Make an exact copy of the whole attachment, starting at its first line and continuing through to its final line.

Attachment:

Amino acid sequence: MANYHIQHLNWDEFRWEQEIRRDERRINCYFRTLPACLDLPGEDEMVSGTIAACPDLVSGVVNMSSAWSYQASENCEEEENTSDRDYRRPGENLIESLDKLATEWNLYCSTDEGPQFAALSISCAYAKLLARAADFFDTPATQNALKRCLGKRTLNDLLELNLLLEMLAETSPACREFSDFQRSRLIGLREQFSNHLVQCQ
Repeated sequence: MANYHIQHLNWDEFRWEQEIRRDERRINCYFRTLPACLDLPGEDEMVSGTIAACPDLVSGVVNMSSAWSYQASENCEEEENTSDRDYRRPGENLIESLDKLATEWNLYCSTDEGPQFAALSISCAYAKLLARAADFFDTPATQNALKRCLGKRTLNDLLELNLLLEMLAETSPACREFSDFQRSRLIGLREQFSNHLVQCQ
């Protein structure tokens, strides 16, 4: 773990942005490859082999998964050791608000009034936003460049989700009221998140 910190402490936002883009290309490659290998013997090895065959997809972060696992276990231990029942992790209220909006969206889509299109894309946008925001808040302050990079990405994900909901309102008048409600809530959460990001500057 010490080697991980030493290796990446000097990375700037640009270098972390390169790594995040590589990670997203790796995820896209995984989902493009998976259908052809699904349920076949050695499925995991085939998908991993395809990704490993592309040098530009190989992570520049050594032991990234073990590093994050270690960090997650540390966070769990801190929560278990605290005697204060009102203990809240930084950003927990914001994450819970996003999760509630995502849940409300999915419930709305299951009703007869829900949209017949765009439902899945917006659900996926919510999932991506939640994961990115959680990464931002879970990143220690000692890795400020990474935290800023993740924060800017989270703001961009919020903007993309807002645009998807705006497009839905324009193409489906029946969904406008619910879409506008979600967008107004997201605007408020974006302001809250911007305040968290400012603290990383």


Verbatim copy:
Amino acid sequence: MANYHIQHLNWDEFRWEQEIRRDERRINCYFRTLPACLDLPGEDEMVSGTIAACPDLVSGVVNMSSAWSYQASENCEEEENTSDRDYRRPGENLIESLDKLATEWNLYCSTDEGPQFAALSISCAYAKLLARAADFFDTPATQNALKRCLGKRTLNDLLELNLLLEMLAETSPACREFSDFQRSRLIGLREQFSNHLVQCQ
Repeated sequence: MANYHIQHLNWDEFRWEQEIRRDERRINCYFRTLPACLDLPGEDEMVSGTIAACPDLVSGVVNMSSAWSYQASENCEEEENTSDRDYRRPGENLIESLDKLATEWNLYCSTDEGPQFAALSISCAYAKLLARAADFFDTPATQNALKRCLGKRTLNDLLELNLLLEMLAETSPACREFSDFQRSRLIGLREQFSNHLVQCQ
């Protein structure tokens, strides 16, 4: 773990942005490859082999998964050791608000009034936003460049989700009221998140 910190402490936002883009290309490659290998013997090895065959997809972060696992276990231990029942992790209220909006969206889509299109894309946008925001808040302050990079990405994900909901309102008048409600809530959460990001500057 010490080697991980030493290796990446000097990375700037640009270098972390390169790594995040590589990670997203790796995820896209995984989902493009998976259908052809699904349920076949050695499925995991085939998908991993395809990704490993592309040098530009190989992570520049050594032991990234073990590093994050270690960090997650540390966070769990801190929560278990605290005697204060009102203990809240930084950003927990914001994450819970996003999760509630995502849940409300999915419930709305299951009703007869829900949209017949765009439902899945917006659900996926919510999932991506939640994961990115959680990464931002879970990143220690000692890795400020990474935290800023993740924060800017989270703001961009919020903007993309807002645009998807705006497009839905324009193409489906029946969904406008619910879409506008979600967008107004997201605007408020974006302001809250911007305040968290400012603290990383």